Cast Away (DVD, 2006, Single Disc Version; Full Frame; Sensormatic) Reviews
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Cast Away (DVD, 2006, Single Disc Version; Full Frame; Sensormatic)

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Explaining Cast Away Symbolism to Guys

Jan 2, 2001 (Updated Jan 2, 2001)
Review by  
Rated a Very Helpful Review

Pros:Visually gorgeous, solid Tom Hanks performance

Cons:A little too long on the island for me

It's not that often that my husband goes to the movies with my daughter and me, but he likes Tom Hanks, and the idea of surviving both a FedEx jet crash and several years alone on an island was too much for him to pass up. We made a point to see Cast Away over the holidays.

The Symbolism: Chicks Pick Up on THIS from the Get-Go

The moment the camera pans in on a rather desolate Texas ranch in the opening scene, prominently showing the artistic sculpting at the gate that says "Dick & Bettina" with a wing symbol combined with three rings, you know that this is going to be a continuing theme in the movie. A FedEx driver comes to pick up a package that a female sculptor (who is at that very moment welding a larger version of the three-ringed wings) is sending to someone. The package also has the symbol. We don't see much of the young artist, but we can presume she's Bettina.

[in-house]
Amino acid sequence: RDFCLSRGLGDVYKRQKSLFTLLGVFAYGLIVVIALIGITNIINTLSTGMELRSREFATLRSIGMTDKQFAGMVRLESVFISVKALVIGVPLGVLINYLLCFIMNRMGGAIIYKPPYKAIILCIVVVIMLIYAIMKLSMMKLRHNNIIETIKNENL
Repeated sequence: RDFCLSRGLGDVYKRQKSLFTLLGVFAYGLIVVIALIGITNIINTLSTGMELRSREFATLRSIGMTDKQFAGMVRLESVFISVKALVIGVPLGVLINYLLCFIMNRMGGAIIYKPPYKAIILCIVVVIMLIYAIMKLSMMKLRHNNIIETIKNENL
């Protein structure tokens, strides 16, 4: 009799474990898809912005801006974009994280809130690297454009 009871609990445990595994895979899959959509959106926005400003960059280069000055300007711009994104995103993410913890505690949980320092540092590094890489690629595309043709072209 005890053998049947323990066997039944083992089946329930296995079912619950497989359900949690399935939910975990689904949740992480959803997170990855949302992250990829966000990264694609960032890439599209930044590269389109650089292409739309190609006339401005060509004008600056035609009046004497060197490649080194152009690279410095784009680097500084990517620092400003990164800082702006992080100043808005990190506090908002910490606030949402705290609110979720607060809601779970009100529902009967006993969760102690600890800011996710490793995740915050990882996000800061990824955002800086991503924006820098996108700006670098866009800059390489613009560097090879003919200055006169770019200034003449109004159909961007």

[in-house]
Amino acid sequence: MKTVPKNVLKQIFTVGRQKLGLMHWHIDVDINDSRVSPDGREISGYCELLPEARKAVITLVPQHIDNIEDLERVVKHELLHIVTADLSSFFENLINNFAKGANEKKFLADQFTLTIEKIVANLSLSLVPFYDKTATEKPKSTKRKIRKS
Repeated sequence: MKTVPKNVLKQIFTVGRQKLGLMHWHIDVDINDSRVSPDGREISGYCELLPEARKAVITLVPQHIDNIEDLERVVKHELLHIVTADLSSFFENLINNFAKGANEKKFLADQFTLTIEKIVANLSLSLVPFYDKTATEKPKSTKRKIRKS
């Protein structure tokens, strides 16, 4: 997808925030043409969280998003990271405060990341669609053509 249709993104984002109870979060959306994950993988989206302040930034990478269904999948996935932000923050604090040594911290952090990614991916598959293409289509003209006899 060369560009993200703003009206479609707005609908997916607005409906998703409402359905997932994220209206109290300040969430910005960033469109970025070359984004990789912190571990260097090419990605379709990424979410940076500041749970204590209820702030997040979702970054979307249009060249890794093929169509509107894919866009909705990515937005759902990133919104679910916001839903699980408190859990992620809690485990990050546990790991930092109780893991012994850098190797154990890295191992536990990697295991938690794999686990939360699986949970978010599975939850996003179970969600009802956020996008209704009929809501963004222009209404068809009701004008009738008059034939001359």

Cut to a chic urban townhouse where Bettina's package is delivered to a half-dressed man who is wearing a cowboy hat and not much more. Behind him is an exotic-looking lady, also half-dressed, who is curious about the delivery.

"Present from my wife," the cowboy grunts. Then we can presume he's Dick, and he's cheating on Bettina. After that, you don't have to be a brain surgeon to realize that this is going to mean something.

But if your husband is not a super-sensitive guy like Tom Hanks, this will fly right over his head as he gets into the next scene:

Meet Chuck Noland, Time-Obsessed FedEx Honcho

Chuck, Hanks' character, is in Russia, giving a crew of relaxed Russian FedEx workers a lecture on the importance of timeliness. In this scene, Hanks effectively establishes Chuck as a by-the-books, driven and ambitious FedEx up-and-comer, a globe-trotter who helps make sure FedEx's well-oiled machine never turns into the U.S. Mail. Chuck calls his sweetheart, Kelly (Helen Hunt) back in Memphis and promises to be home for Christmas -- which he does.